Learning Functionality: Learning What is OK and What is Not in a Relatioinship




(To be read with “Should I Stay or Should I Go” by the Clash as proper background music.)

One huge problem with coming from a dysfunctional family is lacking a roadmap for having a functional relationship. Certainly, I have functional relationships with friends and even most of my family members (now), but when it comes to a long-term partner, I am absolutely clue-LESS.

To make matters worse, I grew up in the theatre with a bunch of entertaining yet extraverted exhibitionists, which means I also lack a sense of normal social boundaries. As a result of my background, I experience a lot of angst when it comes to determining what is acceptable behavior in a man (and myself) and what is not.

This condition is akin to driving on a strange road in extremely thick fog—it is scary and there are no points of reference to help navigate. Since my goal is to have a successful, functional long-term relationship, learning what is acceptable and what is not, is critical.

In other words, what most women may understand as unacceptable in a man quite quickly, I have to analyze for a long time, which includes consulting about 10 different people before I can decide A) if the behavior is indeed unacceptable/acceptable, B) whether or not said behavior is a deal-breaker and C) is the problem really with me rather than him?

Say I have met a nice-looking, passably intelligent, reasonably employed guy who’s house is a total mess (as in dishes in the sink for weeks, papers, tools, and clothes piled everywhere in a layer of dust bunnies and grit).* I, on the other hand, a visually oriented person, need things to be tidy and reasonably clean. I will obsess—possibly for weeks—over this point from 12 different angles ranging from basic hygiene issues to deep psychological implications before deciding if I should keep this man in my life or let him go.

I will also spend a lot of time second guessing myself. Am I hijacking what could possibly be a wonderful opportunity? Am I settling for something less than I deserve? Will the benefits of being with this person outweigh this issue in the long run or will it cause an irreparable rift? Is this issue really all that important?

It is nerve-wracking.

The benefits to all this (possibly) over-thinking is that when I make the decision to 86 a relationship, I am sure that it is the right thing to do and I can do it calmly without reserve, allowing for as gentle a break-up as possible. The downside is I spend way too much energy on an issue that most people could figure out in a fraction of the time.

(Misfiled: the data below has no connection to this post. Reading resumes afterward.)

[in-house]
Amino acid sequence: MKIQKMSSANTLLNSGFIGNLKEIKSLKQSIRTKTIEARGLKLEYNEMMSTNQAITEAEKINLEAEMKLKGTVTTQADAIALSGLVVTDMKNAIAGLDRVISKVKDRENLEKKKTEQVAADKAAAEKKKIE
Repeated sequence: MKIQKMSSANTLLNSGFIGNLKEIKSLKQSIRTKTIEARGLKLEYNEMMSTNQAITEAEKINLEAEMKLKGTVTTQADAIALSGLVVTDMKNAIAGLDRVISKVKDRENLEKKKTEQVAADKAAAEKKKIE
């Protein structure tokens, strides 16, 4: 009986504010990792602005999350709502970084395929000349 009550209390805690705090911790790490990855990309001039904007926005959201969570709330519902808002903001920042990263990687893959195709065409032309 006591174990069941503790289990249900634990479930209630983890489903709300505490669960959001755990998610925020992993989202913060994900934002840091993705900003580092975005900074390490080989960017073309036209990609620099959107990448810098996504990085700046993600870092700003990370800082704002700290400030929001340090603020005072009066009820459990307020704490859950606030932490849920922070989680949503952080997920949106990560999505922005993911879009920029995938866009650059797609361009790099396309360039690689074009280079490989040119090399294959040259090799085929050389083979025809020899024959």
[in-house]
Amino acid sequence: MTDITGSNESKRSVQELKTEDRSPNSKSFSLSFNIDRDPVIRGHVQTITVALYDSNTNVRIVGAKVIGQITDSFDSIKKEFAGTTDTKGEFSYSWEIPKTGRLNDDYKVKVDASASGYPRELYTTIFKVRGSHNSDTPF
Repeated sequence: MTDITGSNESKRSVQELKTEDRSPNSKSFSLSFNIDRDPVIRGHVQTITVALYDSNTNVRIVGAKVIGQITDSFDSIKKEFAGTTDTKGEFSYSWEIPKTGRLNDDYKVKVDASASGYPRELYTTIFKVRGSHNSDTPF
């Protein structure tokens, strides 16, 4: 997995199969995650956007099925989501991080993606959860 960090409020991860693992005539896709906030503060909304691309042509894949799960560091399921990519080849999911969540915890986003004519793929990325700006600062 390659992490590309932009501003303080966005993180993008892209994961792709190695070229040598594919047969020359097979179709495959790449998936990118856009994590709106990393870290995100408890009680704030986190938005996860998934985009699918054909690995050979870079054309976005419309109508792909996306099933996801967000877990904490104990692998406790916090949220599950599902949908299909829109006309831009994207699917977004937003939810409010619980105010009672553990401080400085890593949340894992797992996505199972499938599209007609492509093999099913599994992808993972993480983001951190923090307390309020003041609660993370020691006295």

At least I am trying to get it right.

*Disclaimer: This scenario is based on many men I have dated (or married) over the years and does not reflect any one in particular.

Bonus: Click here for an article I found on examiner.com about making good decisions.


2 responses »

  1. If one is a slob and the other OCD clean, it will never work. You’ll become the maid/mother and resent the hell out of your partner.

    • Good observation, Jane. Thanks for sharing. I found that H2’s being a slob was pretty low on the scale of our marital issues but I can see how an unresolved neatness discrepancy can cause some serious problems. Our solution to the neatness problem was to hire a cleaning service but every six months or so of our 12 years of marriage he would want to terminate that expense. During the early years together I would listen to his concerns and cancel the cleaning service. We tried several other solutions but I quickly learned about my own resentment around cleaning and the vast difference in comfort levels before cleaning when he decided he would be the cleaner so I stopped even listening to his complaints about the expense. The cleaning service was the only way we could resolve the problem satisfactorily so there was no use discussing it after a while.

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